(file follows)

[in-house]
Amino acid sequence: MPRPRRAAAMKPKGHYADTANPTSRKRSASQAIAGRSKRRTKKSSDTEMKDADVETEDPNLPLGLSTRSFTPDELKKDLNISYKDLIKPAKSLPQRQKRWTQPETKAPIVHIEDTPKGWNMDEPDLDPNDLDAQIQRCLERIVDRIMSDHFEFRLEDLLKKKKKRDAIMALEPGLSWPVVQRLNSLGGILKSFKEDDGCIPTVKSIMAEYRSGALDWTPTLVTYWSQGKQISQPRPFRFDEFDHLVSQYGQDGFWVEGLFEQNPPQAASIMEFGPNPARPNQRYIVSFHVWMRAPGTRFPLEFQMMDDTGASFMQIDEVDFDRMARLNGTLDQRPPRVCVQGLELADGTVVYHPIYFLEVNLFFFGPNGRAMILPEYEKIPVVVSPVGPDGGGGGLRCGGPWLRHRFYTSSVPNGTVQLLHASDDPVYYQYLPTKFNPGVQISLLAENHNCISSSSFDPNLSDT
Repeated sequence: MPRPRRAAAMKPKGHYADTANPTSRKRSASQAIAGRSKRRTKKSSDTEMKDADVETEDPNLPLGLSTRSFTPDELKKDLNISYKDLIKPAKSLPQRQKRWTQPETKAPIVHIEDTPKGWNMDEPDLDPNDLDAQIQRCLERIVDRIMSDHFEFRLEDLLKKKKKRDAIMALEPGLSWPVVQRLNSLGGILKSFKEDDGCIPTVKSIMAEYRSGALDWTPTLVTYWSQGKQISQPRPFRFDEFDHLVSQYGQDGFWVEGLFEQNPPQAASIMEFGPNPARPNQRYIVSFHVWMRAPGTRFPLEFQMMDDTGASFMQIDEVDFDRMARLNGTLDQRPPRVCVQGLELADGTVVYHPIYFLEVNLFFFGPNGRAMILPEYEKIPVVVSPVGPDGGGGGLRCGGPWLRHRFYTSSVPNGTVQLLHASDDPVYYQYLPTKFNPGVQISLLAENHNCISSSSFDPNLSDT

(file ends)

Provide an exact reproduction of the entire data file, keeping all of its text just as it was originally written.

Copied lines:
[in-house]
Amino acid sequence: MPRPRRAAAMKPKGHYADTANPTSRKRSASQAIAGRSKRRTKKSSDTEMKDADVETEDPNLPLGLSTRSFTPDELKKDLNISYKDLIKPAKSLPQRQKRWTQPETKAPIVHIEDTPKGWNMDEPDLDPNDLDAQIQRCLERIVDRIMSDHFEFRLEDLLKKKKKRDAIMALEPGLSWPVVQRLNSLGGILKSFKEDDGCIPTVKSIMAEYRSGALDWTPTLVTYWSQGKQISQPRPFRFDEFDHLVSQYGQDGFWVEGLFEQNPPQAASIMEFGPNPARPNQRYIVSFHVWMRAPGTRFPLEFQMMDDTGASFMQIDEVDFDRMARLNGTLDQRPPRVCVQGLELADGTVVYHPIYFLEVNLFFFGPNGRAMILPEYEKIPVVVSPVGPDGGGGGLRCGGPWLRHRFYTSSVPNGTVQLLHASDDPVYYQYLPTKFNPGVQISLLAENHNCISSSSFDPNLSDT
Repeated sequence: MPRPRRAAAMKPKGHYADTANPTSRKRSASQAIAGRSKRRTKKSSDTEMKDADVETEDPNLPLGLSTRSFTPDELKKDLNISYKDLIKPAKSLPQRQKRWTQPETKAPIVHIEDTPKGWNMDEPDLDPNDLDAQIQRCLERIVDRIMSDHFEFRLEDLLKKKKKRDAIMALEPGLSWPVVQRLNSLGGILKSFKEDDGCIPTVKSIMAEYRSGALDWTPTLVTYWSQGKQISQPRPFRFDEFDHLVSQYGQDGFWVEGLFEQNPPQAASIMEFGPNPARPNQRYIVSFHVWMRAPGTRFPLEFQMMDDTGASFMQIDEVDFDRMARLNGTLDQRPPRVCVQGLELADGTVVYHPIYFLEVNLFFFGPNGRAMILPEYEKIPVVVSPVGPDGGGGGLRCGGPWLRHRFYTSSVPNGTVQLLHASDDPVYYQYLPTKFNPGVQISLLAENHNCISSSSFDPNLSDT